For most gardeners, this is a quiet time of the year, but it won’t stay that way much longer. Spring will be arriving soon, and this means that we will all soon be caught up the frenzy of preparing our gardens for the warm weather. To help everyone get a jump on their garden work, I would like to provide you with five essential tips. If you take care of these five things now, your spring will be a lot less hectic!
1) Order Bulbs & Seeds
There are a number of summer-flowering bulbs that will benefit from an early spring planting. Plan ahead and go get your Lilies, Gladiolus, and Ranunculus now. That way your garden will be ready for a colorful summer display earlier than anyone else.
2) Clear Flower Beds
If you have a warmer day, get outside and tidy up your flower beds and borders. Remove the leaves and debris from the borders, lawns, and ponds. You should also cut back the old dead growth of deciduous grasses and herbaceous perennials now. If the soil is workable then you could even dig a 5cm layer of organic matter, such as well-rotted manure, compost or recycle green waste into empty garden borders.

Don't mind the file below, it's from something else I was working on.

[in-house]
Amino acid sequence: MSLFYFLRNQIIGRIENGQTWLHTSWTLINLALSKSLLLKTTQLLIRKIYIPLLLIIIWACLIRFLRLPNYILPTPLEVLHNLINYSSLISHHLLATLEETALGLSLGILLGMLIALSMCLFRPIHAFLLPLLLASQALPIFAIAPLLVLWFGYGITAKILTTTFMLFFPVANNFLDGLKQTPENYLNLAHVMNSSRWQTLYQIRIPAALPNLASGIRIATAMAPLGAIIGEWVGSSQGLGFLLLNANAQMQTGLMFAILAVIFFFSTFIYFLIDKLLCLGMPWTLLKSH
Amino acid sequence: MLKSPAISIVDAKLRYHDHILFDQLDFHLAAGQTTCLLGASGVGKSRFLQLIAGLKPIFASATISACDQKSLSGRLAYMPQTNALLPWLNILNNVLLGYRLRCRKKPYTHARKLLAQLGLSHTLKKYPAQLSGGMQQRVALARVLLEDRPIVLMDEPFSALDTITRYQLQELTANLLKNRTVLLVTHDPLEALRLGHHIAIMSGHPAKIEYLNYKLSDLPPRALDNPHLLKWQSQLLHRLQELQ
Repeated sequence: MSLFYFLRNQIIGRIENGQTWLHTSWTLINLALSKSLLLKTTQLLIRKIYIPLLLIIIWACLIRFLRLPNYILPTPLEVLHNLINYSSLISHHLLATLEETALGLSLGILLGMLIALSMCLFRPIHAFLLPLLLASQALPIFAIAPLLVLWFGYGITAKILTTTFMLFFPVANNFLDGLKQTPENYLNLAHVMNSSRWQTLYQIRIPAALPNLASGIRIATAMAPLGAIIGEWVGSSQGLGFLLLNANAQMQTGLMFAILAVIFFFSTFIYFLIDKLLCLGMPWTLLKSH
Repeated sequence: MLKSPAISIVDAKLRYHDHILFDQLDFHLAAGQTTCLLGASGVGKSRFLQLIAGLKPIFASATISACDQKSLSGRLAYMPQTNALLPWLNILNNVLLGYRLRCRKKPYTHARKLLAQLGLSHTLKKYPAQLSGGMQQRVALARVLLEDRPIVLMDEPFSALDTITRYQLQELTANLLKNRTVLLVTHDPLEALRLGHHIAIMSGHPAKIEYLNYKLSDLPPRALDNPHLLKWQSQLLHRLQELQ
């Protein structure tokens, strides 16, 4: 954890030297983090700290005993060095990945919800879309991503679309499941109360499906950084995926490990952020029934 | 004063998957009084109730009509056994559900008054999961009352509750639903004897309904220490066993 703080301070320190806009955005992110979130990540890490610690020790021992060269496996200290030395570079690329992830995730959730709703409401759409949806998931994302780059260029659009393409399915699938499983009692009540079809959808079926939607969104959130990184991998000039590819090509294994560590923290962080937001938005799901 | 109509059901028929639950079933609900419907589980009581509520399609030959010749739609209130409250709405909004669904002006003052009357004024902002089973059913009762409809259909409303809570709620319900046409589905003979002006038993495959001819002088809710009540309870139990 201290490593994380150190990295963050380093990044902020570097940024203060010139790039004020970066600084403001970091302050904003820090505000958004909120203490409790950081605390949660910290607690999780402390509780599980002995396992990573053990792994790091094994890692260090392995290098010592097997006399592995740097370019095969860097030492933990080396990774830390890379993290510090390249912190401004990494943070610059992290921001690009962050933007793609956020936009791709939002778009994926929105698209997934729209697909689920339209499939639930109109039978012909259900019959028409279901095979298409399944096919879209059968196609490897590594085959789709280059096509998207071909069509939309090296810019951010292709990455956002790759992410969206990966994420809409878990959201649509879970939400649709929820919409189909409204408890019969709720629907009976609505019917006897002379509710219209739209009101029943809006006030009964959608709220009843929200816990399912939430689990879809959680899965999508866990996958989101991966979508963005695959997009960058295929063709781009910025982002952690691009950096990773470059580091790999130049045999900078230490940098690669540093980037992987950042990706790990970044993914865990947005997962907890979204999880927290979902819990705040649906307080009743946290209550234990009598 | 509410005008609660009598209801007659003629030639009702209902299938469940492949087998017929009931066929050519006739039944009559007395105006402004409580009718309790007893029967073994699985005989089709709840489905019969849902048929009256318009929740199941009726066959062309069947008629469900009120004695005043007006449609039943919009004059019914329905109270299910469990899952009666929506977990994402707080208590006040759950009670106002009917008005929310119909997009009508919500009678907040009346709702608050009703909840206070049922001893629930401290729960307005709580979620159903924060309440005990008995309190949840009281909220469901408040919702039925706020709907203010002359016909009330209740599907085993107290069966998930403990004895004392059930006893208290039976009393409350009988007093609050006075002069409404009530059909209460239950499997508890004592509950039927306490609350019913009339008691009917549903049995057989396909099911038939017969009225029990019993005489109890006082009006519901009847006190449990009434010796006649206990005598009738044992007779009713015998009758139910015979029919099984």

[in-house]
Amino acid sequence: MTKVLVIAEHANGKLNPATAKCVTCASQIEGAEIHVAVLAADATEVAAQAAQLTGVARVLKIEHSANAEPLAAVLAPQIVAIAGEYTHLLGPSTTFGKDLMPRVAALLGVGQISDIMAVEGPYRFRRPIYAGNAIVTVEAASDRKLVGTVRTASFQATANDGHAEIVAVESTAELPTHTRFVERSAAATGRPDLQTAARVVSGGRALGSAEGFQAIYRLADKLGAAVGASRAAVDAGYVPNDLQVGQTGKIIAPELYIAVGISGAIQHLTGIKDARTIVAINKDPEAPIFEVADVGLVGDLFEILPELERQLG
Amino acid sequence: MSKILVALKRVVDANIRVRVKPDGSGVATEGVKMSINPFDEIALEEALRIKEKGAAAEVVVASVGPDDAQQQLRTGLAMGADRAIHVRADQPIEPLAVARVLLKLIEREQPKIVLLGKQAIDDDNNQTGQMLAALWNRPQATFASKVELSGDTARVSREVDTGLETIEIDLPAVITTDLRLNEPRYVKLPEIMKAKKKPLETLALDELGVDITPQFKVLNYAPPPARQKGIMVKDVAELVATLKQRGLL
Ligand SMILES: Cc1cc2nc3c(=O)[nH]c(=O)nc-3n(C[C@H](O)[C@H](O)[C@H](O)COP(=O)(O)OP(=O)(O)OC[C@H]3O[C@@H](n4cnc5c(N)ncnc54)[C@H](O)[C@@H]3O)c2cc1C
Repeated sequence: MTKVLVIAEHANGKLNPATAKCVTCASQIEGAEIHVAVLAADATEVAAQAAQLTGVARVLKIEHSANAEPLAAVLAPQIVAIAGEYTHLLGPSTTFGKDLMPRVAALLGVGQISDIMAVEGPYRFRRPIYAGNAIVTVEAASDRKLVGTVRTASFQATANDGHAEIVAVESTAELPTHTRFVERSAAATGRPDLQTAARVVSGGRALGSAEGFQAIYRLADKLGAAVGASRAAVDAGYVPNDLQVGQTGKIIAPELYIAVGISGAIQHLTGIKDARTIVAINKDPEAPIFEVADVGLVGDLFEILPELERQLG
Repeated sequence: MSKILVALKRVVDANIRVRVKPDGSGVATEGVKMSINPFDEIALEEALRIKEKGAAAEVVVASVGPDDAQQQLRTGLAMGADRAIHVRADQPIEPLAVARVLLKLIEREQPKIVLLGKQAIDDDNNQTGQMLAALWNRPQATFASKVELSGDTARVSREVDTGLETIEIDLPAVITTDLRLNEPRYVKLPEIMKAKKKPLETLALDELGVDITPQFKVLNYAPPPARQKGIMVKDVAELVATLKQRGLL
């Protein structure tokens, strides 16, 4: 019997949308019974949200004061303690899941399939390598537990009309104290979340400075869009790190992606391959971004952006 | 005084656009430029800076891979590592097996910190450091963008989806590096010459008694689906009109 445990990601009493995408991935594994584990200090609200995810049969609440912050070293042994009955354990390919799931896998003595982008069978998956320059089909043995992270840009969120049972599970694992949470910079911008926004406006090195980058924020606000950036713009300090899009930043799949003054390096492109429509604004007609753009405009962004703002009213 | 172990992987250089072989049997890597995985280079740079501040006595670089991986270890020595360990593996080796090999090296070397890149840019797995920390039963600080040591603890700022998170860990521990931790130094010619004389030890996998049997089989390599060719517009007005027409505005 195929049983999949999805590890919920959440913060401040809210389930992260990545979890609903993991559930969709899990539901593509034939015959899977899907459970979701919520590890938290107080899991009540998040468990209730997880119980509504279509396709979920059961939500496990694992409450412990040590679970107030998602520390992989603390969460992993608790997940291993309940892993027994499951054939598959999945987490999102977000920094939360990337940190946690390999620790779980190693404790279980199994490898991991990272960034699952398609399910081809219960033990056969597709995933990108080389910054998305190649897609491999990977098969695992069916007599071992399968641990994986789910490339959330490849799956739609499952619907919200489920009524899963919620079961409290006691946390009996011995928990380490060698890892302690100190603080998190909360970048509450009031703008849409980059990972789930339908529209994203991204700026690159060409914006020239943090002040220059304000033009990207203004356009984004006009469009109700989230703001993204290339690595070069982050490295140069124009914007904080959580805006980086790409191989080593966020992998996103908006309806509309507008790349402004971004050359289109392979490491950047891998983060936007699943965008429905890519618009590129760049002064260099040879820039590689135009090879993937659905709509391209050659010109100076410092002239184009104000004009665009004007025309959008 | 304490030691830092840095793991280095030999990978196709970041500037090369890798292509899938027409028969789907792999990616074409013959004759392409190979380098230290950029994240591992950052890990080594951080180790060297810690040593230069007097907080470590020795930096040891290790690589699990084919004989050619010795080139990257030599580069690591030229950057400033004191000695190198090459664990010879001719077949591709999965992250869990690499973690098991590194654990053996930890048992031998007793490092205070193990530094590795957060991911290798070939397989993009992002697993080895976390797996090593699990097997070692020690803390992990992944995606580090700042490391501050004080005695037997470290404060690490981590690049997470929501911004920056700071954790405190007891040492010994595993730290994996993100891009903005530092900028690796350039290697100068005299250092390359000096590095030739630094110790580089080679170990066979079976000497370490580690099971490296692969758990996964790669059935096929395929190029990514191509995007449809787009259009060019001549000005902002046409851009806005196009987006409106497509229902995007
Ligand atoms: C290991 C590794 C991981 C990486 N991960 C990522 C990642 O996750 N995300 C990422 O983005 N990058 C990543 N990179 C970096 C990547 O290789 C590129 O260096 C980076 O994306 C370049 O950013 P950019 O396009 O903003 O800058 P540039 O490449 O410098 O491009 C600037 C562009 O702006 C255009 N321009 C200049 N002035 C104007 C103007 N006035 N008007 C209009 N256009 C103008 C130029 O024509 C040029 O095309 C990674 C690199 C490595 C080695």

3) Sow Seeds That Need Longer Season
If you have not already started, you should start to sow seeds of plants that require a longer growing season. This includes Geraniums (Pelargoniums), Begonias, Antirrhinums, Peppers and Aubergines. You will want to grow these in a heated propagator (or something similar) to encourage good growth. For a more comprehensive list of seeds to sow early in the year, take a look at this page.
4) Remove Garden Pests
Taking the time to hunt down and remove hibernating pests now can save you a lot of trouble when spring and summer comes around. You should take a close look at the crowns of your perennial plants, which is where you may find slugs, snails, and aphid colonies sheltering for the winter. Also, if you have not yet cleared last year’s pots of summer bedding then do this now!
5) Clean Gardening Tools
It is incredibly important to regularly clean and sharpen your tools. Caring for your garden tools will help preserve them, and save you a lot of money over the long run. It also helps to prevent the spread of disease in the garden. Dirty secateurs may introduce bacteria and fungi to fresh pruning wounds. Sharpening your tools will help improve their effectiveness, making it much easier to work in the garden.